The emergency transition to online learning due to COVID-19 has forced many sectors to respond quickly. The readiness of educational institutes to attend to the abrupt crisis and shift to teach remotely is practiced at different levels. Online assessment is one of them. Rapid advances in technology and software applications are changing the practices of assessment in innumerable ways. Teachers are encouraged to implement a diverse array of assessment methods to measure the learning process of their students in an online environment which may not be the same as conventional learning. Therefore, the current study aims to explore teachers' perspectives about online assessment during the COVID-19 pandemic in a Saudi context. This study endeavours to shed light on this aspect of online assessment by answering the main question of challenges and benefits faced by English teachers in an online environment. The study was qualitative in nature deploying semi-structured interviews with English instructors to collect data about the researched matter. The findings revealed that the most preferred online assessment tool teachers used to implement was the multiple-choice format. Also, the analysis showed that challenges associated with online assessment were diverse, and some of them were handled appropriately while others remained. For the advantages, they worked in favour of teachers, students and department. This was observed in the opportunities online assessment could provide to save time, easiness to design, take and record and objectivity in marking. Implications and recommendations were offered for further direction and research.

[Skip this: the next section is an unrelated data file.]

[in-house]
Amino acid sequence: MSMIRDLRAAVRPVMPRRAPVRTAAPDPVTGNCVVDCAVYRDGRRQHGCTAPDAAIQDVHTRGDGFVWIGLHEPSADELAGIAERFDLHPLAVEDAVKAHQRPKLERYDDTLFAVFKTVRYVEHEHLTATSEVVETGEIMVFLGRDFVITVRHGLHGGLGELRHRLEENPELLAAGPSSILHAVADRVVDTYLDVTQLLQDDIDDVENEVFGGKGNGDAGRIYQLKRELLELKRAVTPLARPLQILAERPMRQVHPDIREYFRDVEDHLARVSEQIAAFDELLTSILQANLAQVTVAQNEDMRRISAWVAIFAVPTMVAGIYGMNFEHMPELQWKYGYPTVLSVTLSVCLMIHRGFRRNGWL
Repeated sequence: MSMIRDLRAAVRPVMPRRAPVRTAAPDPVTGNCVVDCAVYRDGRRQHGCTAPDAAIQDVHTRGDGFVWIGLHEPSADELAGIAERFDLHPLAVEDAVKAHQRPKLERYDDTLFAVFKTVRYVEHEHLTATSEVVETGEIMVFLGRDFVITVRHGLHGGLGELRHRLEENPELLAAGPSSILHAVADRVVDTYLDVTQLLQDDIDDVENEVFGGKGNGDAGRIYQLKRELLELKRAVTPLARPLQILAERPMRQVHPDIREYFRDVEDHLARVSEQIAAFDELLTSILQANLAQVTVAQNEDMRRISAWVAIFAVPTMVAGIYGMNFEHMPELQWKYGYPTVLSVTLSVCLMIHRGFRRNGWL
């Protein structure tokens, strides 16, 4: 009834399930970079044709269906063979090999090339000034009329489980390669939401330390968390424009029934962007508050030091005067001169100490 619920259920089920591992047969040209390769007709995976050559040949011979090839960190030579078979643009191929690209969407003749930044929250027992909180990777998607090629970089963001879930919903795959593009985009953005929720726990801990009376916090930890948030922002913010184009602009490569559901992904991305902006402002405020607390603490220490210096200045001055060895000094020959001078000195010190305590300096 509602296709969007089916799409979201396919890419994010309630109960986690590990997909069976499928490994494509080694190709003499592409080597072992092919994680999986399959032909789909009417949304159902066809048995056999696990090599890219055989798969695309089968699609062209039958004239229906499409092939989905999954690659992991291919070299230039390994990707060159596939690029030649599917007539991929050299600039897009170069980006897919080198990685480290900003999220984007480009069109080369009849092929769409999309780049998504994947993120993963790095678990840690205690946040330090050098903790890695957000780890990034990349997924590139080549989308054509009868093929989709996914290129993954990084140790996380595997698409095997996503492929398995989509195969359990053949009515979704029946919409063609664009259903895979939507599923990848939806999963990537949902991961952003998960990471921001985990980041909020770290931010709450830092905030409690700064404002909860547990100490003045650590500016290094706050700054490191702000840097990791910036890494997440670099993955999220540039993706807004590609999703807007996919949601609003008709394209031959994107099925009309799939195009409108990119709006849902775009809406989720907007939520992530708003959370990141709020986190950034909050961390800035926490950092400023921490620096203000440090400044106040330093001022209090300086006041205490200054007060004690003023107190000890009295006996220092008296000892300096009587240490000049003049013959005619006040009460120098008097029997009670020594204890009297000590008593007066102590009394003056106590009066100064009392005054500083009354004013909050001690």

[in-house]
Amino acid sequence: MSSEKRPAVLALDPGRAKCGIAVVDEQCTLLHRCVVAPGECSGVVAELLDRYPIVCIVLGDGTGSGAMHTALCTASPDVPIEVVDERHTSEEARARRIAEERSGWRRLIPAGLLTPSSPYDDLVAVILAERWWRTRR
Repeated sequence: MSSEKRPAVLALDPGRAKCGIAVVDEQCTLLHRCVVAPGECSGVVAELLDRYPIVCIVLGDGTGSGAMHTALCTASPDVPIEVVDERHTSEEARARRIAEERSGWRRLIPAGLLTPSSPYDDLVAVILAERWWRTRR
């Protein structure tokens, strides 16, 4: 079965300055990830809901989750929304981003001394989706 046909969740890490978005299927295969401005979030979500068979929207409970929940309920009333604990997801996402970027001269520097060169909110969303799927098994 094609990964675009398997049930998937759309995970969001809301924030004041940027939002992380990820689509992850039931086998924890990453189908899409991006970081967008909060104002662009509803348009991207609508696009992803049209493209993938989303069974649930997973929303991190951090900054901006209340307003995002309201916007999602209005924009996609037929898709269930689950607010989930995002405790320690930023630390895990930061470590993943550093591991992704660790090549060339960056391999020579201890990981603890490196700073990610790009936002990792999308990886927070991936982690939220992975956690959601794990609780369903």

19.
International Journal of Technology Enhanced Learning ; 14(4):363-381, 2022.
Article in English | Web of Science | ID: covidwho-2070793

ABSTRACT